With the rapid expansion of the government developmental activities, the envisage infrastructure development arising from the “Mahinda Chinthana” initiatives and the simultaneous shortage of experienced personnel, particularly in the financial, administrative, technical and scientific fields, governments can no longer afford to lose officers, who are at the time of their retirement are in full possession of their physical and mental faculties. Furthermore, it would not be in the national interest to allow the wealth of mature experience of these officers to go to waste.
There is a view that as the tenure of service, and their age increases, so will their effectiveness, objectivity, ability, and enthusiasm for the job decline. They will lose their vigour and become less capable of or interested in keeping abreast of current trends and developments. Their perspectives will become more entrenched and they will become less responsive to new and innovative ideas.
There is, however, an alternative view and that is that a reasonably long period of service is essential to confer an employee a deeper understanding of whatever the entities’ business which will, in turn, result in their contribution being more effective. The depth of knowledge and wisdom acquired through experience and ages are, these proponents say, indispensable qualities to the entity to receive the optimum benefit. Both perspectives have merit but while the first no doubt applies to some employees, the second applies equally to others. In other words, individual capacity is can vary considerably.
The term “retirement” means different things to different people. The Oxford English dictionary defines “retirement” as the period of one’s life after retiring from work or seclusion. The Barron’s dictionary of Business Terms defines “retirement” leaving active employment permanently, for the remaining years of life, with income being provided through Social security, pensions, and savings.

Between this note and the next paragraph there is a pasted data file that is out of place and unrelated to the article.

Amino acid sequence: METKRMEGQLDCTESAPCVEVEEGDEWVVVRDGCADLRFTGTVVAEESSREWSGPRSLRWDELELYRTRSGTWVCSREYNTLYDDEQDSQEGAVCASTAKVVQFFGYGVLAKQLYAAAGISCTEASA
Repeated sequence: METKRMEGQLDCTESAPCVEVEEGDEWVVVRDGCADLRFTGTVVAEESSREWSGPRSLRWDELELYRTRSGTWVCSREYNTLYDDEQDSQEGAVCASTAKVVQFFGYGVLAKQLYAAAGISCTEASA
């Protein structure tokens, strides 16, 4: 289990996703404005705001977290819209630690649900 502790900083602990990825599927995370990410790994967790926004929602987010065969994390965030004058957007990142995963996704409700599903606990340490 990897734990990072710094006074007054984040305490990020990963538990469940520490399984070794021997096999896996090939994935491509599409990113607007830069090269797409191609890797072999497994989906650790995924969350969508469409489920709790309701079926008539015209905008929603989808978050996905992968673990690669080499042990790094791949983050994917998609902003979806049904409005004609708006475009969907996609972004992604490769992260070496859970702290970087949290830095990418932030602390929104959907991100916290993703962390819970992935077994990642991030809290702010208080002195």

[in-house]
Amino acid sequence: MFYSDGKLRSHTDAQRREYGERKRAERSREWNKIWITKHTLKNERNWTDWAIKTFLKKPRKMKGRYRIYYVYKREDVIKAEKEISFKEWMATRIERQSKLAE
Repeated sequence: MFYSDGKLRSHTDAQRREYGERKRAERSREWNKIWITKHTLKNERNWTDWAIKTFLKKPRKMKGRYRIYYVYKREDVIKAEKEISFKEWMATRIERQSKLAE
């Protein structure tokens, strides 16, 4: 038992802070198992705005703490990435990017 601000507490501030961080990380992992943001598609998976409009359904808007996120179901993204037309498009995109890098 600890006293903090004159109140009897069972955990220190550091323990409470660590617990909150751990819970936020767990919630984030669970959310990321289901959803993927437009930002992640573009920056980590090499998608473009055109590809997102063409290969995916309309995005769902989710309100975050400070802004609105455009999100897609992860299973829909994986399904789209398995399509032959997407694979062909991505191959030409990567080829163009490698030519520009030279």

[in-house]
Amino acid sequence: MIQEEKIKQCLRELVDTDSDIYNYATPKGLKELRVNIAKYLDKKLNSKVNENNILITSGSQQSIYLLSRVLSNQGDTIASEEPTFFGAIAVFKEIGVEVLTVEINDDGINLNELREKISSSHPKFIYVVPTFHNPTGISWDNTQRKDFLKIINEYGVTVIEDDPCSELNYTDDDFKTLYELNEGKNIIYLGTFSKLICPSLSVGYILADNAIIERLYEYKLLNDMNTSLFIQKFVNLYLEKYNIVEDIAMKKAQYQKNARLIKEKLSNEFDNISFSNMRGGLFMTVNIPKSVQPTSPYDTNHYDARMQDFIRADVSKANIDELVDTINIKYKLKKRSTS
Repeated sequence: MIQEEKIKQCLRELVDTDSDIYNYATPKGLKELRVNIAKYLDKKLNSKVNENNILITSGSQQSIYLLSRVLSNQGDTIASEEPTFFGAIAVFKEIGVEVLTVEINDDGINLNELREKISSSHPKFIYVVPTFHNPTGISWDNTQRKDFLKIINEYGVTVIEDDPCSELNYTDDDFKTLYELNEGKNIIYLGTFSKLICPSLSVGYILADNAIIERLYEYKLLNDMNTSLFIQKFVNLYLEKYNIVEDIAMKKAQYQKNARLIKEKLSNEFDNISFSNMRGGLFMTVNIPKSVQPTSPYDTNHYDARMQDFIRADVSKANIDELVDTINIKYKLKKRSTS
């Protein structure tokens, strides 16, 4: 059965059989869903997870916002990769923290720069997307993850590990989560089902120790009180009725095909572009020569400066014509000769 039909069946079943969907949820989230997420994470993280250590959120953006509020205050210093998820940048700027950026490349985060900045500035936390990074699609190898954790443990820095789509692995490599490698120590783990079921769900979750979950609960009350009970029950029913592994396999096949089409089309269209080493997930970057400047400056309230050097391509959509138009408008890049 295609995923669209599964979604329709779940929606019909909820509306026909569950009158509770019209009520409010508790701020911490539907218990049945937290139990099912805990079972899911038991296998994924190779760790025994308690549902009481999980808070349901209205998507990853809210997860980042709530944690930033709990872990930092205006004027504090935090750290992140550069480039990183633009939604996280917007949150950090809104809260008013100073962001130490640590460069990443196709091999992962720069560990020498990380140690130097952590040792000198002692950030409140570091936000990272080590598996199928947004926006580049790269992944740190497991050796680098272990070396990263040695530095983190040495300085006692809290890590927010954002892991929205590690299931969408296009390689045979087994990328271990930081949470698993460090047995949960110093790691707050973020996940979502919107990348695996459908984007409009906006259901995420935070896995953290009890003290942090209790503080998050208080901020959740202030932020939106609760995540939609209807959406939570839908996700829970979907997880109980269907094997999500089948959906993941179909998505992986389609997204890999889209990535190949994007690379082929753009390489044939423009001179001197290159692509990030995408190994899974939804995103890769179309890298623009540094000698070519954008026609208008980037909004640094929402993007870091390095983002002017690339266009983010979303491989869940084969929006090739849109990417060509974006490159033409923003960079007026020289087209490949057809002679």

In the Sri Lankan perspective the word retirement denotes a change to sedentary lifestyle with no useful economic contribution which notion is symbolic of colonial rule. The retirement in the writer’s view is nothing but “a termination of a service agreement” and a dawn of another chapter in one’s working life.
As in most countries, the population of Sri Lankan is ageing. The proportion of those above 65 years of age which was 3.6% until 1963, increased to 4.2% in 1971 and 5.4% in 1981.
The corresponding age structure in the census – 2001 indicates that the proportion has further increased to around 7% this trend will create a serious resource consideration to the government budget in allocating funds necessary for providing social security. Maintaining the current retirement age will also make certain pension/superannuation schemes quite expensive and the accumulations under the various provident funds, quite inadequate. An important dimension at present is the average entry age to Management Grades in the state sector which ranges from 28 to 30 years contrary to the past experience where it was ranging from 22 to 26 years of age.
According to a study conducted in Sri Lanka by the World Bank in 2000, the life expectancy is around 72 which is now 74.97 which implies passitivity ratio around 57% (i.e. years in retirement / years in employment). Hence the World Bank report sounded the government to consider gradually extending the mandatory retirement age to 65 years of age. The World Bank is also of the view that an increase in the retirement age would likely increase the productivity and the utility of those affected at the same time as reducing the dependency ratio. It further enumerates that many countries have chosen to follow this path.
It is a cause for concern that the standard of recruitment to the Sri Lanka Administrative Service, state banks and certain statutory bodies has been systematically watered-down and consequently the quality of the recruits has deteriorated.